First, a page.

I LOVE when I see small businesses doing things right.
On a recent wine-tasting trip to Woodinville, Washington, we were leaving one small winery (many of the wineries there occupy warehouse park space so it’s fun to hit like 12 in an hour) to head to lunch when a sign caught our eye:
What? Huh? Distillery and sausage company? “Oh, we have to check this out!” we said. Intrigued, we locked the car back up again and went to investigate.
We were greeted by a charming, cozy, rustic store full of antiques and cool signs. Instantly, the woman behind the counter smiled and welcomed us. Another kind gentleman asked if this was our first time there and offered to give us a backroom tour and tell us about the place. He turned out to be one of the investment partners.
Project V is fairly new and produces, among other products, Single Silo Vodka, handcrafted from Washington Winter Wheat which is grown on a family farm. As their marketing materials say, “It is a labor of love and it makes damn fine booze.” Damn, yes, this is smooth vodka.
Our kind guide walked us into the back where we joined a few other partied milling about and sipping. He showed us the distillation stills that they built, educated us on the distillation process and the fact that a vodka which is over-distilled too many times actually means it loses some of its flavor. He also gave us some tasting samples. One was a chai tea vodka and as strange as that sounds, it was delicious.
“What about the sausage?” we asked. The place is still so new that the sausage is not yet sold there yet, but the farm is raising pigs on the leftover wheat from the distillation process and hoped to offer those products soon.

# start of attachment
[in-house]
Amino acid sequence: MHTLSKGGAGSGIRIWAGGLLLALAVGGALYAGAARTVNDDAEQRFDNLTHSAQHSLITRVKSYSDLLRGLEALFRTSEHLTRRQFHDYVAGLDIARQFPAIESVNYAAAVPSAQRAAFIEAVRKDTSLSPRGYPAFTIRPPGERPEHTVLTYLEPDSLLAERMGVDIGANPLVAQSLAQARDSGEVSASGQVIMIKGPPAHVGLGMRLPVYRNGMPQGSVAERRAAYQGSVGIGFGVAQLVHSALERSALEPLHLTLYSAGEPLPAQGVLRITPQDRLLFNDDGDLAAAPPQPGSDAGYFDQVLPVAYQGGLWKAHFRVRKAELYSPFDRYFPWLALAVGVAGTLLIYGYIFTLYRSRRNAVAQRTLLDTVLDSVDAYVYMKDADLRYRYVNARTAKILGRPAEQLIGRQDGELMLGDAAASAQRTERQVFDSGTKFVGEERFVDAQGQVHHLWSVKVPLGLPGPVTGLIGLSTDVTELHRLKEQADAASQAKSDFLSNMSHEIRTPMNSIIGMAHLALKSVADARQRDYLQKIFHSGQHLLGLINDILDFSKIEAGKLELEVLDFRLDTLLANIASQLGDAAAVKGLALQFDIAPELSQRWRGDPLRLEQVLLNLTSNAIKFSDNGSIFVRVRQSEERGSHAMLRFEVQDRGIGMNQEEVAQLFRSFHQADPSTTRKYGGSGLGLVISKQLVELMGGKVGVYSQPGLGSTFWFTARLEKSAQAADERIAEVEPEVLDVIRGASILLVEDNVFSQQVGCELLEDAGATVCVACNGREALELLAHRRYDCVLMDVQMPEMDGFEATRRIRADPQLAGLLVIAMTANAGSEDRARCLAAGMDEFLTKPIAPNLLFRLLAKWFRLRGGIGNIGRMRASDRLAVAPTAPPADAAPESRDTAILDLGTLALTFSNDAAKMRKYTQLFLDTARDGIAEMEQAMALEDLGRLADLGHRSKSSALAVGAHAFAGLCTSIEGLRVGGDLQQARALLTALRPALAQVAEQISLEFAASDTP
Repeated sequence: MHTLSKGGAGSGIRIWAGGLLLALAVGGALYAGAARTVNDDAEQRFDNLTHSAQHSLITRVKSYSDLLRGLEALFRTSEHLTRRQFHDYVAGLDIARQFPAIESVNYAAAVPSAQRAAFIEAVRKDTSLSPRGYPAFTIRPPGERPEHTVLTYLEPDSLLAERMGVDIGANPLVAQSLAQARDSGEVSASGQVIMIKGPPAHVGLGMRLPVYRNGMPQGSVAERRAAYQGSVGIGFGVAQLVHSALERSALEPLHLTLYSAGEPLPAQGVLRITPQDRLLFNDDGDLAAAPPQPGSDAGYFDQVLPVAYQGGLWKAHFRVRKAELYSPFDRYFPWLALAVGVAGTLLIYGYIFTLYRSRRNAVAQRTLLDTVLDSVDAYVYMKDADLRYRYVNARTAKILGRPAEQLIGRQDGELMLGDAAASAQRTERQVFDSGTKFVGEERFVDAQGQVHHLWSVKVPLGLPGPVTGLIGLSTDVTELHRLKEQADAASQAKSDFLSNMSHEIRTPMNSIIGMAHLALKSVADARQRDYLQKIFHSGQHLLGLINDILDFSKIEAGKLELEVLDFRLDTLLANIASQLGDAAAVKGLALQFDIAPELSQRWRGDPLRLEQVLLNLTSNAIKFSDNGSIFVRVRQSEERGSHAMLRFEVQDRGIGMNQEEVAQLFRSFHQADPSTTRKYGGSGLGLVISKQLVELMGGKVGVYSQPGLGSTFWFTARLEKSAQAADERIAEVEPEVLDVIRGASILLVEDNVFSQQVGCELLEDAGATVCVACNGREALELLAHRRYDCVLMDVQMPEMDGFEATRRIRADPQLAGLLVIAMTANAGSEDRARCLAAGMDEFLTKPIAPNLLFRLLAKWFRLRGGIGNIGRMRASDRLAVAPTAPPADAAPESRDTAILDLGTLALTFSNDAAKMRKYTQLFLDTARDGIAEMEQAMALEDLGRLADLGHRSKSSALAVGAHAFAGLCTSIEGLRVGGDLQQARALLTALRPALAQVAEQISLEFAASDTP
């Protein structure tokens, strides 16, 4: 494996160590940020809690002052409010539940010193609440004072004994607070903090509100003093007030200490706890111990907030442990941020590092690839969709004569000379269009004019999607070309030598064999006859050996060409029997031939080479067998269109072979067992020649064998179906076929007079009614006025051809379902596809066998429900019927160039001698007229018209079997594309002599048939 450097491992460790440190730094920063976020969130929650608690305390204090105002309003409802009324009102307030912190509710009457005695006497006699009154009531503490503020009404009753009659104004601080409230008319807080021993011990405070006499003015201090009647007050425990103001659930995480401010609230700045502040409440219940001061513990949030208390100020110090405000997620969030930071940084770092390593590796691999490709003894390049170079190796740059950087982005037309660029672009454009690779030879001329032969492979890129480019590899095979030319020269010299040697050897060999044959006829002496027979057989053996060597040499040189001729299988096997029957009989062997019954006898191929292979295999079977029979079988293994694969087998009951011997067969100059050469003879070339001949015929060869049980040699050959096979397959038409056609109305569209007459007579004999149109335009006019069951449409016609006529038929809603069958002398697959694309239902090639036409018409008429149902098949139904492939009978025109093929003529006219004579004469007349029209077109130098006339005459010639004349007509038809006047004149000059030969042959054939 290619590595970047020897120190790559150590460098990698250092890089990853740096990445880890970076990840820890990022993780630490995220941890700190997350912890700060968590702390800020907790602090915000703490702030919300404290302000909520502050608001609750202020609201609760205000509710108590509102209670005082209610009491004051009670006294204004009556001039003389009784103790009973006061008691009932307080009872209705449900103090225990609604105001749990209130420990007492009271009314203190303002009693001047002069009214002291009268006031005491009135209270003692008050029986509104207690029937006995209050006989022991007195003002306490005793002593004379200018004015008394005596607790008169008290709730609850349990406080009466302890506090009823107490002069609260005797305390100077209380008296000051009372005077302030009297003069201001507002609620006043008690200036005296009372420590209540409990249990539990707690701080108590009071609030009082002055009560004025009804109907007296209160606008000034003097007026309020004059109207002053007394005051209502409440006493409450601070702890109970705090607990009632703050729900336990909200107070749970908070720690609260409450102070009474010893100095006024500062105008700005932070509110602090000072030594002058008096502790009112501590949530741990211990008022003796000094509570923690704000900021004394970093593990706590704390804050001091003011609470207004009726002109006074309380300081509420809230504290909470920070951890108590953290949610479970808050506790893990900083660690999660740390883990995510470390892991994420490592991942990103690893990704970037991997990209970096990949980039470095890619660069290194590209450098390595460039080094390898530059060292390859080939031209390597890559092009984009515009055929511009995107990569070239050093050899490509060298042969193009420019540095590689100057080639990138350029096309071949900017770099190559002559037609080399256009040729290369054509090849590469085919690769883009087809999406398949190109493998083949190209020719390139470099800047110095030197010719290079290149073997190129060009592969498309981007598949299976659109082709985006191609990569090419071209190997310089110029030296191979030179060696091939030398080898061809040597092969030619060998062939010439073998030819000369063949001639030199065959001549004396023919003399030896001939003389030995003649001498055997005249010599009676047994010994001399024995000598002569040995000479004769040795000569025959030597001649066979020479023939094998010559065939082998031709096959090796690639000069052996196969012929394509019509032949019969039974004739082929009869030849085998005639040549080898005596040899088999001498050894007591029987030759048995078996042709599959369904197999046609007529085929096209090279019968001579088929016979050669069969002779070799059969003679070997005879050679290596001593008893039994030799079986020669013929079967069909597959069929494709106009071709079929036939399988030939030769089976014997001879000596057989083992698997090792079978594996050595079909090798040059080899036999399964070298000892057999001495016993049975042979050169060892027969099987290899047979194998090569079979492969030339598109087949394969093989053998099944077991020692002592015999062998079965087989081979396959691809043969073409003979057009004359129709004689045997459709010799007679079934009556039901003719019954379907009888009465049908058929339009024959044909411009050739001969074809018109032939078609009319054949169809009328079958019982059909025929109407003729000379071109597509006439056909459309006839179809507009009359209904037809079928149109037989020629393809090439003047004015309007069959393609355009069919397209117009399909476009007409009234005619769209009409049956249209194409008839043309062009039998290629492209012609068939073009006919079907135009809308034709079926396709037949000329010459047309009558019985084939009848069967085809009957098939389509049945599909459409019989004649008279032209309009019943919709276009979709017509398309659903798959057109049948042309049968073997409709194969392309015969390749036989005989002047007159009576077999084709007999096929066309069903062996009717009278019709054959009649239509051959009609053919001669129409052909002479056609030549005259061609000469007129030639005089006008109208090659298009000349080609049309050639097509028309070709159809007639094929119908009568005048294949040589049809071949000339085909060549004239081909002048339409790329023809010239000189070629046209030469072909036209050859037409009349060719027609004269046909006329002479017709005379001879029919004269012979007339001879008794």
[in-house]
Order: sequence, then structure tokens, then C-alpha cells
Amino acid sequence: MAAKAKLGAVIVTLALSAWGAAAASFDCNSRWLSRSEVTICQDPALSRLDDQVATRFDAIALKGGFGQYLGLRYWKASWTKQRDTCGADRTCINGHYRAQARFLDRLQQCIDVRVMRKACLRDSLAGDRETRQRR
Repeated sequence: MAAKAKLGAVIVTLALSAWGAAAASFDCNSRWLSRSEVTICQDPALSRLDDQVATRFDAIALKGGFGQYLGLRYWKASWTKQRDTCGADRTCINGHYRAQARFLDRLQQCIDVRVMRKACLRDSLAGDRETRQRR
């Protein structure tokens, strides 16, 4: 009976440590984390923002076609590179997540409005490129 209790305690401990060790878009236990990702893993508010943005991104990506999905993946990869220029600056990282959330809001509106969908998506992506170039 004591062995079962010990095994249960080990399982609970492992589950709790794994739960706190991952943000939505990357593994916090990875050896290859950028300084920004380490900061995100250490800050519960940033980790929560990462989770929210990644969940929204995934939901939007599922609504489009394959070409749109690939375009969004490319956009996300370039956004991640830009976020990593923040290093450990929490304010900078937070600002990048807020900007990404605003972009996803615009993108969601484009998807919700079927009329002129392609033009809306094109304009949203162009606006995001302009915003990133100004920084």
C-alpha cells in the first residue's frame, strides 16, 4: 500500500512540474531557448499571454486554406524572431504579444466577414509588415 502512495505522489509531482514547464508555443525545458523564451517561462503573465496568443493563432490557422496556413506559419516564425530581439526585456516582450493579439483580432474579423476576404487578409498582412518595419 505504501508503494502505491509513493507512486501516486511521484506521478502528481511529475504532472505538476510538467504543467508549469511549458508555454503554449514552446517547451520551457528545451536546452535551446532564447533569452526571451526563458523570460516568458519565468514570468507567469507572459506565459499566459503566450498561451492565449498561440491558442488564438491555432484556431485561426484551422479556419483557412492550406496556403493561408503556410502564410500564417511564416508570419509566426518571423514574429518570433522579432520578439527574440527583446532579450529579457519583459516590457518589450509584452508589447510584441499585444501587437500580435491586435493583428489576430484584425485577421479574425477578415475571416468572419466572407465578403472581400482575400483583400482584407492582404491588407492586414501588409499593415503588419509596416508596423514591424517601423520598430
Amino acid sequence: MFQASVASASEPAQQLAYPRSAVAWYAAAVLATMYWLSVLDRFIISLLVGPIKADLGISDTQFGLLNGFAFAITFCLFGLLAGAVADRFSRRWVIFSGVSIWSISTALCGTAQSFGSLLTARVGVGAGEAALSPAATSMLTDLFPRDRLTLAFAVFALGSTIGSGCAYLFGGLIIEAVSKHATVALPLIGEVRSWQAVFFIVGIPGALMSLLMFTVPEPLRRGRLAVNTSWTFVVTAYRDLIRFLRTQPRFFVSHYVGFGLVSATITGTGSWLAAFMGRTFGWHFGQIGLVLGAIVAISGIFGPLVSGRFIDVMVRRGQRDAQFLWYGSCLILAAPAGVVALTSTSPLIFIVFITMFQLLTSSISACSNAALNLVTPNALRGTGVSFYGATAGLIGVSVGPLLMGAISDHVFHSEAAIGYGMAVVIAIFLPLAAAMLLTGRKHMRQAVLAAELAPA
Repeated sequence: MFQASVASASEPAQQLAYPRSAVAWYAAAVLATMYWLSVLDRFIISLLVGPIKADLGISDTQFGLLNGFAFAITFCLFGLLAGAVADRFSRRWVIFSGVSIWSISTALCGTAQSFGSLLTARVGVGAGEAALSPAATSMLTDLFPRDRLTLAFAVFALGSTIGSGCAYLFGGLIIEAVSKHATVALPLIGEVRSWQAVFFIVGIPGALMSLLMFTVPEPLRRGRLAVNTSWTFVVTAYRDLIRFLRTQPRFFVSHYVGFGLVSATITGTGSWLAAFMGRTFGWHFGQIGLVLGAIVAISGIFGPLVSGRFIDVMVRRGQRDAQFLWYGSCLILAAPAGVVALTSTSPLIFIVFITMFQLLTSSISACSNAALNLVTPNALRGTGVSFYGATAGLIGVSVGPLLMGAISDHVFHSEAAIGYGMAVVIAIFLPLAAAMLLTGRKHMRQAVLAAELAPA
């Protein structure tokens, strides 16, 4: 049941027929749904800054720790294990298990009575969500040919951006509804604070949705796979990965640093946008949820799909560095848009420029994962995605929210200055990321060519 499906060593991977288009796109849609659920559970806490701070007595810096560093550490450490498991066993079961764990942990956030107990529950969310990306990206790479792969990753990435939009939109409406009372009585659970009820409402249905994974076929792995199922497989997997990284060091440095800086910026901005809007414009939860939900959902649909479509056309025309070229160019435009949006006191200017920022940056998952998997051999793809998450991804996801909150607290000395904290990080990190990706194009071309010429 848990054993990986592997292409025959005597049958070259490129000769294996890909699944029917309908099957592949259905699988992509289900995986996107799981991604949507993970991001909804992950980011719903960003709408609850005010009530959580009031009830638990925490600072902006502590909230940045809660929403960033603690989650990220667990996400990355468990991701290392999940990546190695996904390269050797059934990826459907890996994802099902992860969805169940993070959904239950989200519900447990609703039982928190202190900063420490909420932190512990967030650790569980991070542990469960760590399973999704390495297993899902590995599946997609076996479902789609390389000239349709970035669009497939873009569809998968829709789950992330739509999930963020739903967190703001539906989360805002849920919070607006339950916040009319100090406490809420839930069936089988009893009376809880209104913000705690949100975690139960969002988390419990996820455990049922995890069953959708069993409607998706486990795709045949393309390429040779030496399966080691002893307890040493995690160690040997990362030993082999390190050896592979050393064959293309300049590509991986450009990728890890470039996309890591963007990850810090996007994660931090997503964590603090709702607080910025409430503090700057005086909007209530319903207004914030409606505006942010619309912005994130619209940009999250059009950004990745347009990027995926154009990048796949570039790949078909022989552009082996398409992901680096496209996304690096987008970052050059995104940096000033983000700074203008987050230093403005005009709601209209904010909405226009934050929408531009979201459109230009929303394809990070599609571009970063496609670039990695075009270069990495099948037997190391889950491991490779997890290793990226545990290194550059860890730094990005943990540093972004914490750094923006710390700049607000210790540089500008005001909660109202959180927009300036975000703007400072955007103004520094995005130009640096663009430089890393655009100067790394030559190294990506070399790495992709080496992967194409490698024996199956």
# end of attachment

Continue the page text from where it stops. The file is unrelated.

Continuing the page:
The brand vibe was pure, natural, almost Old West with it’s sepia-hued labels and dusty floorboards. They emphasized family farming, craftsmanship and even a joyful love for the work that they do. This definitely stands out from the hip and trendy vibe you feel with Grey Goose or Stoli.
The point here is that Project V has a story to tell. They start with education to show you why their product is different and better, wrap it with passion, love and pride, and tie it up in a bow of natural, hardworking craftsmandship. You feel like every bottle was distilled just for you. This brand was further exhibited in the kind welcome we got, the knowledgeable staff and the hospitality we experienced even though we’d just “popped in.”
Effective branding and storytelling does lead to sales and word of mouth. We ended up buying a bottle, and here I am spreading the word about this unique little find. Oh, and they’re on Twitter: @ProjectVDistill
That’s how good small business branding is done, ladies and gents. And this is a story none of the big guys would be effectivly able to pull off so elegantly and believably.
How do you use your small size to communicate a unique and effective brand story? Please share in the Comments for some Link Love back to your site!